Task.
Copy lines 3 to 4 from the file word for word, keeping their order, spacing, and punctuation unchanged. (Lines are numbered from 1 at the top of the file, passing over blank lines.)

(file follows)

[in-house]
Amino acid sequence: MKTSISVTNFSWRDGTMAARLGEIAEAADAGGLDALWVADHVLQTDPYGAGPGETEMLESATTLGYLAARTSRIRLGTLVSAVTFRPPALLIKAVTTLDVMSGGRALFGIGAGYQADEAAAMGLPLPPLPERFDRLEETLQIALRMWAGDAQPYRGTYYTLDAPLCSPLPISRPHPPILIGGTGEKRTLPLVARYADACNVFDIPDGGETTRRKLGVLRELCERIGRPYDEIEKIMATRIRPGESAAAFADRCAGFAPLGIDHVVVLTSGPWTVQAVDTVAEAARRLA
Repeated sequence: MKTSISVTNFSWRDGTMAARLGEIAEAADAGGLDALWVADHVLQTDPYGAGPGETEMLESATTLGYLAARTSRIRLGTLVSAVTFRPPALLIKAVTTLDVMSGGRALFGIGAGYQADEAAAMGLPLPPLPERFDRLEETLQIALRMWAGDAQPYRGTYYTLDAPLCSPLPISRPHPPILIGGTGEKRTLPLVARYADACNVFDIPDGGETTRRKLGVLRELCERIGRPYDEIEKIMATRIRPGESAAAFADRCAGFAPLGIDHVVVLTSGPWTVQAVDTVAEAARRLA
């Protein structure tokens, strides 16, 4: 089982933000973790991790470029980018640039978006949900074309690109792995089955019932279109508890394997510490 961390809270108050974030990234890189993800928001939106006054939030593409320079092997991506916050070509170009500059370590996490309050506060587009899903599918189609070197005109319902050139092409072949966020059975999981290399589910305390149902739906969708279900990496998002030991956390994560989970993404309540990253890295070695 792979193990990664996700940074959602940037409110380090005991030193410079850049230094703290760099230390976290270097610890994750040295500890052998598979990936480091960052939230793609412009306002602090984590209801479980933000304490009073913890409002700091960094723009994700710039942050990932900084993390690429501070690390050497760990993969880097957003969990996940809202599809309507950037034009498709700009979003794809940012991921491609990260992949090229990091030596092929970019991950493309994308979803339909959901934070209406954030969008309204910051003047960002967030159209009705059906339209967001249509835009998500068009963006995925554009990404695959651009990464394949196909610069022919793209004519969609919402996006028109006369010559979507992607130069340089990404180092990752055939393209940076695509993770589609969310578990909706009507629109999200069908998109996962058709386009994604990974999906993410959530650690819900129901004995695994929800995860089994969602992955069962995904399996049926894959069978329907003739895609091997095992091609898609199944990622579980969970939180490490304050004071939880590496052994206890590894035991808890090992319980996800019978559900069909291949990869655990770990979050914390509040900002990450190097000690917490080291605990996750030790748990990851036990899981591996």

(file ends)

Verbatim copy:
Repeated sequence: MKTSISVTNFSWRDGTMAARLGEIAEAADAGGLDALWVADHVLQTDPYGAGPGETEMLESATTLGYLAARTSRIRLGTLVSAVTFRPPALLIKAVTTLDVMSGGRALFGIGAGYQADEAAAMGLPLPPLPERFDRLEETLQIALRMWAGDAQPYRGTYYTLDAPLCSPLPISRPHPPILIGGTGEKRTLPLVARYADACNVFDIPDGGETTRRKLGVLRELCERIGRPYDEIEKIMATRIRPGESAAAFADRCAGFAPLGIDHVVVLTSGPWTVQAVDTVAEAARRLA
């Protein structure tokens, strides 16, 4: 089982933000973790991790470029980018640039978006949900074309690109792995089955019932279109508890394997510490 961390809270108050974030990234890189993800928001939106006054939030593409320079092997991506916050070509170009500059370590996490309050506060587009899903599918189609070197005109319902050139092409072949966020059975999981290399589910305390149902739906969708279900990496998002030991956390994560989970993404309540990253890295070695 792979193990990664996700940074959602940037409110380090005991030193410079850049230094703290760099230390976290270097610890994750040295500890052998598979990936480091960052939230793609412009306002602090984590209801479980933000304490009073913890409002700091960094723009994700710039942050990932900084993390690429501070690390050497760990993969880097957003969990996940809202599809309507950037034009498709700009979003794809940012991921491609990260992949090229990091030596092929970019991950493309994308979803339909959901934070209406954030969008309204910051003047960002967030159209009705059906339209967001249509835009998500068009963006995925554009990404695959651009990464394949196909610069022919793209004519969609919402996006028109006369010559979507992607130069340089990404180092990752055939393209940076695509993770589609969310578990909706009507629109999200069908998109996962058709386009994604990974999906993410959530650690819900129901004995695994929800995860089994969602992955069962995904399996049926894959069978329907003739895609091997095992091609898609199944990622579980969970939180490490304050004071939880590496052994206890590894035991808890090992319980996800019978559900069909291949990869655990770990979050914390509040900002990450190097000690917490080291605990996750030790748990990851036990899981591996």